Molecular characterization of the waxy locus in sorghum

McIntyre, C.L. and Drenth, J. and Gonzalez, N. and Henzell, R.G. and Jordan, D.R. (2008) Molecular characterization of the waxy locus in sorghum. Genome, 51 (7). pp. 524-533.

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A comparison of approximately 4.5 kb of nucleotide sequence from the waxy locus (the granule-bound starch synthase I [GBSS I] locus) from a waxy line, BTxARG1, and a non-waxy line, QL39, revealed an extremely high level of sequence conservation. Among a total of 24 nucleotide differences and 9 indels, only 2 nucleotide changes resulted in altered amino acid residues. Protein folding prediction software suggested that one of the amino acid changes (Glu to His) may result in an altered protein structure, which may explain the apparently inactive GBSS I present in BTxARG1. This SNP was not found in the second waxy line, RTx2907, which does not produce GBSS I, and no other SNPs or indels were found in the approximately 4 kb of sequence obtained from RTx2907. Using one indel, the waxy locus was mapped to sorghum chromosome SBI-10, which is syntenous to maize chromosome 9; the waxy locus has been mapped to this maize chromosome. The distribution of indels in a diverse set of sorghum germplasm suggested that there are two broad types of non-waxy GBSS I alleles, each type comprising several alleles, and that the two waxy alleles in BTxARG1 and RTx2907 have evolved from one of the non-waxy allele types. The Glu/His polymorphism was found only in BTxARG1 and derived lines and has potential as a perfect marker for the BTxARG1 source of the waxy allele at the GBSS I locus. The indels correctly predicted the non-waxy phenotype in approximately 65% of diverse sorghum germplasm. The indels co-segregated perfectly with phenotype in two sorghum populations derived from crosses between a waxy and a non-waxy sorghum line, correctly identifying heterozygous lines. Thus, these indel markers or sequence-based SNP markers can be used to follow waxy alleles in sorghum breeding programs in selected pedigrees.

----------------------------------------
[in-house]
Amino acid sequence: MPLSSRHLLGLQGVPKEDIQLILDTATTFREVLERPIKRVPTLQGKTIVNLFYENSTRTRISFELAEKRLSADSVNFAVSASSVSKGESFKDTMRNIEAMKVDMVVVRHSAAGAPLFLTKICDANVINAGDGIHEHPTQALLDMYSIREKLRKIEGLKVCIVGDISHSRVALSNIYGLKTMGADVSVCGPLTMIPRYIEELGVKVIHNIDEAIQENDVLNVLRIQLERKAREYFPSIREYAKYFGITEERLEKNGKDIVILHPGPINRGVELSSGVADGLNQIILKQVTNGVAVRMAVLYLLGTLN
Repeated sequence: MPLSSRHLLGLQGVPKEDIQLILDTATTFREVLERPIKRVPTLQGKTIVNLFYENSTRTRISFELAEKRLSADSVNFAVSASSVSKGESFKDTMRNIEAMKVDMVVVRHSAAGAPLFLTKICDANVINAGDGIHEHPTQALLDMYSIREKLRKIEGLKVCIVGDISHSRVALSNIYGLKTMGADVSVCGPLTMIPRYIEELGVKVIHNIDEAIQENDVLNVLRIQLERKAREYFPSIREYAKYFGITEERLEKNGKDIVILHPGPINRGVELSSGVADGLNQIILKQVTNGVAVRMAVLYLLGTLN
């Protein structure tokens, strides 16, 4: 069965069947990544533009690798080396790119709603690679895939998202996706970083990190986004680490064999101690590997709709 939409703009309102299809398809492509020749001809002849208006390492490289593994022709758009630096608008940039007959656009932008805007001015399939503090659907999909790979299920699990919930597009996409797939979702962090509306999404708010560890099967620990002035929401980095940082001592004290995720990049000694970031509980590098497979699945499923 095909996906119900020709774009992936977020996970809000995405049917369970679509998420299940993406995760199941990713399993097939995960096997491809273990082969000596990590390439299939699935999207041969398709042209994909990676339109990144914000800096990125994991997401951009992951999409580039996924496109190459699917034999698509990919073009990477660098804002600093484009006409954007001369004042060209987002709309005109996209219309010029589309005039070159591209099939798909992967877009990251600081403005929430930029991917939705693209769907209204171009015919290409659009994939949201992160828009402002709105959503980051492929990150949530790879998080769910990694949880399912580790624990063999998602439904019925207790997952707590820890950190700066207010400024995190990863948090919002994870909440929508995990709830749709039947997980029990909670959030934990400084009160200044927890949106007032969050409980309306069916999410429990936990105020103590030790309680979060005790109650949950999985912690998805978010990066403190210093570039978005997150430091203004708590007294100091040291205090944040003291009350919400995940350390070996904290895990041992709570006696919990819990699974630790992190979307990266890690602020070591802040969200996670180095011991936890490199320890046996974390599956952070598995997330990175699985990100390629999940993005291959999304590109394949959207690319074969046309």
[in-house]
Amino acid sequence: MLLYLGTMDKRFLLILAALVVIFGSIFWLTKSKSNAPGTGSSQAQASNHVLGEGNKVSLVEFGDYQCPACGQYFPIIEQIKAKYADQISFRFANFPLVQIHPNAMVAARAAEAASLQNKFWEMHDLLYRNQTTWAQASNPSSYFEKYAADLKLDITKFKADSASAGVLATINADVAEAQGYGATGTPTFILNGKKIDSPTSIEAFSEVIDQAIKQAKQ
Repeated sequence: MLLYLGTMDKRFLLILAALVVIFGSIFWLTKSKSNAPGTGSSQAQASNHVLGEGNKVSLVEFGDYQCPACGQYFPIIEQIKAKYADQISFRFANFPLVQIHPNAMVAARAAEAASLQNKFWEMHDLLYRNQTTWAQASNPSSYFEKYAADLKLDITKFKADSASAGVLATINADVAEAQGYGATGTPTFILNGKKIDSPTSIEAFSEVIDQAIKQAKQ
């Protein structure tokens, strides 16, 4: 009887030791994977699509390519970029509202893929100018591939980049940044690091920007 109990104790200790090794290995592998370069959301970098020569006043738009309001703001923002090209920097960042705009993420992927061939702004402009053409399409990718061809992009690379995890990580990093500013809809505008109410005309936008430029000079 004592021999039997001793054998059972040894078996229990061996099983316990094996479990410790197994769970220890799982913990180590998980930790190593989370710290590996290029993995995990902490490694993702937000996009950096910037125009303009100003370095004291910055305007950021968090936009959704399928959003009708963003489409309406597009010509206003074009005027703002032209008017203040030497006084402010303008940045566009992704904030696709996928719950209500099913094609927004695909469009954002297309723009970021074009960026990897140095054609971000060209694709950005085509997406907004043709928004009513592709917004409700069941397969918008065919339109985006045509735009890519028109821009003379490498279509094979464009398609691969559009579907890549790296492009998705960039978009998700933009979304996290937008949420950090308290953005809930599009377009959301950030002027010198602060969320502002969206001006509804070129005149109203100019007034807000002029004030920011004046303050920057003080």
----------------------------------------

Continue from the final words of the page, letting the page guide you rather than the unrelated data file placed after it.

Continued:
Item Type: Article
Uncontrolled Keywords: perfect marker, waxy, GBSS, sorghum, feed grain, starch, amylase
Author Affiliation: CSIRO Plant Industry, Queensland Bioscience Precinct, 306 Carmody Road, St Lucia, QLD 4067 Australia.
Subjects: Crop Improvement
Divisions: Sorghum
Depositing User: Mr. SanatKumar Behera
Date Deposited: 21 Mar 2012 08:26
Last Modified: 21 Mar 2012 08:26
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